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    the driving force of the new music industry

    Argentine e-⁠resident and singer-songwriter Cristian Larrosa lives in Madrid, manages an international team and runs his music business out of Estonia

    Music industry executive Cristian Larrosa of Larrosa Music Group
    Music executive Cristian Larrosa identifies as part of the driving force of the new music industry

    What do you think of when you think of an executive in the music industry? An old man in a suit, seated at the end of a long table somewhere in Hollywood, gesturing with a cigar, and saying, "I like it, we should sign them," or, "I don't like it, tell them the deal's off"? Chances are you don't think of someone like Cristian Larrosa, an Argentine singer-songwriter based in Madrid who manages an international team of professionals, while running the business through an Estonian company.

    "The music industry used to be ruled by old people, and they got greedy in the 1990s with the CD format," says Larrosa. "But times are changing, and we are the new music executives," Larrosa says of his team. "We are calling ourselves the driving force of the new music industry."

    Larrosa founded the Larrosa Music Group in 2019 to focus on music consulting, education, and to foster the adoption of new technologies, such as blockchain and web3. It includes a music publishing subsidiary as well as a label, Rose Records. But there is much more to Larrosa Music Group than just helping new artists get their careers off the ground. Larrosa is also busy building a community to discuss how new technologies can be best harnessed.

    "Historically and even today, the music industry has always been a bit obscure, a bit dodgy, in terms of the way things are done in terms of contracts and agreements with musicians," Larrosa notes.

    It was, in a way, the logical next step for Larrosa, who started out as a singer songwriter in Argentina in the early 2000s. He set up his first music companies there in South America, before moving to Spain a decade ago to work as the musical director of a Spanish company, where he ran its production team creating karaoke and cover tracks. In 2019, Viel Music Iberia, the company he was working for at the time as a music producer, dissolved following an acquisition.

    It was then that Larrosa decided to set out on his own and set up his own business. And this was when Estonian e-Residency came into the picture. "Our company is based in Estonia because it just makes everything easier," he says. Indeed, Larrosa manages a team of nine nationalities based all around the world. Most of its operations are run remotely, and, as noted, when they do need to use a studio or office space, they hire it. Most of Larrosa's clients are also outside of Spain, particularly in the US, which made invoicing through a Spanish company cumbersome.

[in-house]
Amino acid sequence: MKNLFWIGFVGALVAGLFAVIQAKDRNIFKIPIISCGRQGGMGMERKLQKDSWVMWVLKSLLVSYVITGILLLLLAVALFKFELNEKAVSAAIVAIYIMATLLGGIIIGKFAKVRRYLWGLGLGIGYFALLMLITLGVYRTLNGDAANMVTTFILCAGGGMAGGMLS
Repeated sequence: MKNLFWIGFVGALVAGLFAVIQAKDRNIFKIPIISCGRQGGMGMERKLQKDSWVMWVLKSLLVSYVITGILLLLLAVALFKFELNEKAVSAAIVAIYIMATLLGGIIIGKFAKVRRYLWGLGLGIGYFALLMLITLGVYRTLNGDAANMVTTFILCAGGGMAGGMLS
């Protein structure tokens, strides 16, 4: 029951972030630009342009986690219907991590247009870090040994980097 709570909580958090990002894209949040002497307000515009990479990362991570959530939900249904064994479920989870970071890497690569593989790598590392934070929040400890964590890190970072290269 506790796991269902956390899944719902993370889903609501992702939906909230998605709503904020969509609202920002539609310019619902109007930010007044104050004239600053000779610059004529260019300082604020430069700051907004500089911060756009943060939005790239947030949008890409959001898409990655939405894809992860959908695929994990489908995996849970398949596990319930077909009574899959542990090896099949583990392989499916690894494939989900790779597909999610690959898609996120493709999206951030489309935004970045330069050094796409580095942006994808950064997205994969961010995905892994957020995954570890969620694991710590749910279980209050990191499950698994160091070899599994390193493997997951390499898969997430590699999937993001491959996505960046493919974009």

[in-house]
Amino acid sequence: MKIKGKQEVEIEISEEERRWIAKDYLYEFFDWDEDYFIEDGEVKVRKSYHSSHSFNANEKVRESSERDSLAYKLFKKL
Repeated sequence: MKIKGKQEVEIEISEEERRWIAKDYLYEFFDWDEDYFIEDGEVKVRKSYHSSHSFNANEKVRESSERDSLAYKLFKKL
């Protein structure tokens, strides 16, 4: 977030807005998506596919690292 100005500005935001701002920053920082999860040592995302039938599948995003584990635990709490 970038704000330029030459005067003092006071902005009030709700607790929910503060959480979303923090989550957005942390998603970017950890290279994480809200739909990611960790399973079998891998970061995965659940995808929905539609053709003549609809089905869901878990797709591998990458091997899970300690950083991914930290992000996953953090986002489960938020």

"Our company is based in Estonia because it just makes everything easier."

    Cristian Larrosa of larrosa music group

    After some research, he discovered Estonian e-Residency, applied, was accepted, and became an e-resident, having picked up his e-Residency card at the Estonian embassy in Madrid in 2019. Larrosa says that the quick process of becoming an e-resident allowed him to save months of work to set up a company, and to work seamlessly with his team of digital nomads. "We were able to start working straight away," he says. "The setup was so quick, and everything flowed."

    Read how easy it is to start and run a company in Estonia in this blog post:

    Considering that Larrosa specializes in Latin music, the firm's location has raised some eyebrows. When the company was filling out paperwork with the Latin Recording Academy, the organizers told them that they had made a mistake. Estonia? Didn't they mean El Salvador? Or Ecuador? The instrumental album the sent to be considered went on to win the Latin Grammy Award for Best Instrumental Album

    "I think we are the only Estonian company in the Latin Recording Academy," Larrosa says.

    Much of this musician's life these days is spent running Larrosa Music Group. Larrosa in particular wants to help artists negotiate the complex world of financing and to assist them with their contracts. The group is also implementing new technologies to collect royalty payments, for example, or to design smart contracts that are more effective and transparent for artists. They can also introduce artists to investors, and teach them how to use their assets as collateral. As noted, there is an effort to build a community and to create content around new technologies.

    Visit the Larrosa Music Group website to learn more:

    Of course, this double life is not always easy for Larrosa. He is a musician first and foremost, with five albums to his name, and a particular knack for writing memorable, piano-based ballads. Larrosa says that balancing business and creativity is the "biggest dilemma" in his life at the moment, and that the only thing a musician and entrepreneur like himself can do is turn of the screens, detach from the business world with its Microsoft Excel sheets and blockchain, and sit down at the piano or guitar for a while. He expects to do this more, as the business gets running.

    "Our team will eventually take care of everything I am doing, and I will have time to sit down at the piano and make music again," he says. Larrosa might also make it up to Estonia because, admittedly, he has never set foot in his new digital homeland, though he sincerely would like to.

    "It's been pretty amazing for us, having such an easy way to do things, and thanks to a system I really admire," says Larrosa. "I am looking forward to doing things in Estonia, to collaborating, and to continuing to spread the word about e-⁠Residency."

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